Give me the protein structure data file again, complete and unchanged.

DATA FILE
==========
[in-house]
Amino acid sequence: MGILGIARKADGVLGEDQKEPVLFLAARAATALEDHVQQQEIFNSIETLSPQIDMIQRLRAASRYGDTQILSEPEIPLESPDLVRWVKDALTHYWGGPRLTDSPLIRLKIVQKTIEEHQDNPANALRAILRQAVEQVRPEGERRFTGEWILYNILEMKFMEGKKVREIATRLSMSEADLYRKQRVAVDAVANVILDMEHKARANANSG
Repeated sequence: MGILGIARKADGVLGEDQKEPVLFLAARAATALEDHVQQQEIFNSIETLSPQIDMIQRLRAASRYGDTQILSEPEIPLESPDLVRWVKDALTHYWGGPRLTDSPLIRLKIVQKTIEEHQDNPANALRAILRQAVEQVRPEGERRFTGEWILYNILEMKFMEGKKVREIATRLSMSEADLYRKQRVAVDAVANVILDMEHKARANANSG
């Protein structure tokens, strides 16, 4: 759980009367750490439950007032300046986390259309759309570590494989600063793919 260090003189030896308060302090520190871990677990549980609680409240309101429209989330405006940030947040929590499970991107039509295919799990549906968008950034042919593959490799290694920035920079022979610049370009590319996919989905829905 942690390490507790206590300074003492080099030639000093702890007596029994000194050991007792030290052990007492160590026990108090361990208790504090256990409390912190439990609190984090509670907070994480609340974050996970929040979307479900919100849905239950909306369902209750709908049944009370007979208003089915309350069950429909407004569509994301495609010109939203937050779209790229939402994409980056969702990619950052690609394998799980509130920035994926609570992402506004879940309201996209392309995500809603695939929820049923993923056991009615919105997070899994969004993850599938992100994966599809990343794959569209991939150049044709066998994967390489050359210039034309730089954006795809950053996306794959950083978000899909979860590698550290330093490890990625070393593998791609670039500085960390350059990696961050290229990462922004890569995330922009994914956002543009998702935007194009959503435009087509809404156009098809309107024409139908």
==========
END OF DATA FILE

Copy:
[in-house]
Amino acid sequence: MGILGIARKADGVLGEDQKEPVLFLAARAATALEDHVQQQEIFNSIETLSPQIDMIQRLRAASRYGDTQILSEPEIPLESPDLVRWVKDALTHYWGGPRLTDSPLIRLKIVQKTIEEHQDNPANALRAILRQAVEQVRPEGERRFTGEWILYNILEMKFMEGKKVREIATRLSMSEADLYRKQRVAVDAVANVILDMEHKARANANSG
Repeated sequence: MGILGIARKADGVLGEDQKEPVLFLAARAATALEDHVQQQEIFNSIETLSPQIDMIQRLRAASRYGDTQILSEPEIPLESPDLVRWVKDALTHYWGGPRLTDSPLIRLKIVQKTIEEHQDNPANALRAILRQAVEQVRPEGERRFTGEWILYNILEMKFMEGKKVREIATRLSMSEADLYRKQRVAVDAVANVILDMEHKARANANSG
């Protein structure tokens, strides 16, 4: 759980009367750490439950007032300046986390259309759309570590494989600063793919 260090003189030896308060302090520190871990677990549980609680409240309101429209989330405006940030947040929590499970991107039509295919799990549906968008950034042919593959490799290694920035920079022979610049370009590319996919989905829905 942690390490507790206590300074003492080099030639000093702890007596029994000194050991007792030290052990007492160590026990108090361990208790504090256990409390912190439990609190984090509670907070994480609340974050996970929040979307479900919100849905239950909306369902209750709908049944009370007979208003089915309350069950429909407004569509994301495609010109939203937050779209790229939402994409980056969702990619950052690609394998799980509130920035994926609570992402506004879940309201996209392309995500809603695939929820049923993923056991009615919105997070899994969004993850599938992100994966599809990343794959569209991939150049044709066998994967390489050359210039034309730089954006795809950053996306794959950083978000899909979860590698550290330093490890990625070393593998791609670039500085960390350059990696961050290229990462922004890569995330922009994914956002543009998702935007194009959503435009087509809404156009098809309107024409139908």